"To be successful in this new millennium, the local newspaper or the local broadcast station must provide a fully interactive database delivering the basics of the moment's weather and forecast, road and commute information, complete local entertainment and dining information, local school sports scores and menus, and the like.
"Investigative stories are worthy and always need to be done, but newspapers and local news broadcasters must first give people comprehensive information and data -- including access to all the source data, be that the town government's reports or each restaurant's daily menu. Only then should local journalists consider writing stories."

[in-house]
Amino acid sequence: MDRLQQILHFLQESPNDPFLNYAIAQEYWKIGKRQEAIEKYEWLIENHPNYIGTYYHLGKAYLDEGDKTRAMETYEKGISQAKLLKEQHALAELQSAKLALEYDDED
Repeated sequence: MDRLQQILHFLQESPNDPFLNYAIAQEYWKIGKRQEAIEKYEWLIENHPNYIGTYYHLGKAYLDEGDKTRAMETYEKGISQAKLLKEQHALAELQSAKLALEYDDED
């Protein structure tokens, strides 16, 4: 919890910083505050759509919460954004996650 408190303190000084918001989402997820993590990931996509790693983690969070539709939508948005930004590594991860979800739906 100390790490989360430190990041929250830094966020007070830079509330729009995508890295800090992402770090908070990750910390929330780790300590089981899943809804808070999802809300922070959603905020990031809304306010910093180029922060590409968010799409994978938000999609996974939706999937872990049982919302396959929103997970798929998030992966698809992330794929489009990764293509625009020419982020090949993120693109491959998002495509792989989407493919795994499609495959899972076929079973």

While I don't necessarily agree with everything Crosbie writes, I think he raises an important issue. I think too many journalists still don't accept the importance of a local site acting as a trusted resource for its community. News may not in the end be the financial driver for a local Web site. It may be what establishes and reinforces the value of the brand. But revenue may need to be derived from other sources. Second, local sites may need to be part of larger networks, making it possible for them to produce deep local reports with much smaller staffs than anybody used to working in a newspaper newsroom is used to. These aren't comfortable concepts. But they're worth discussing.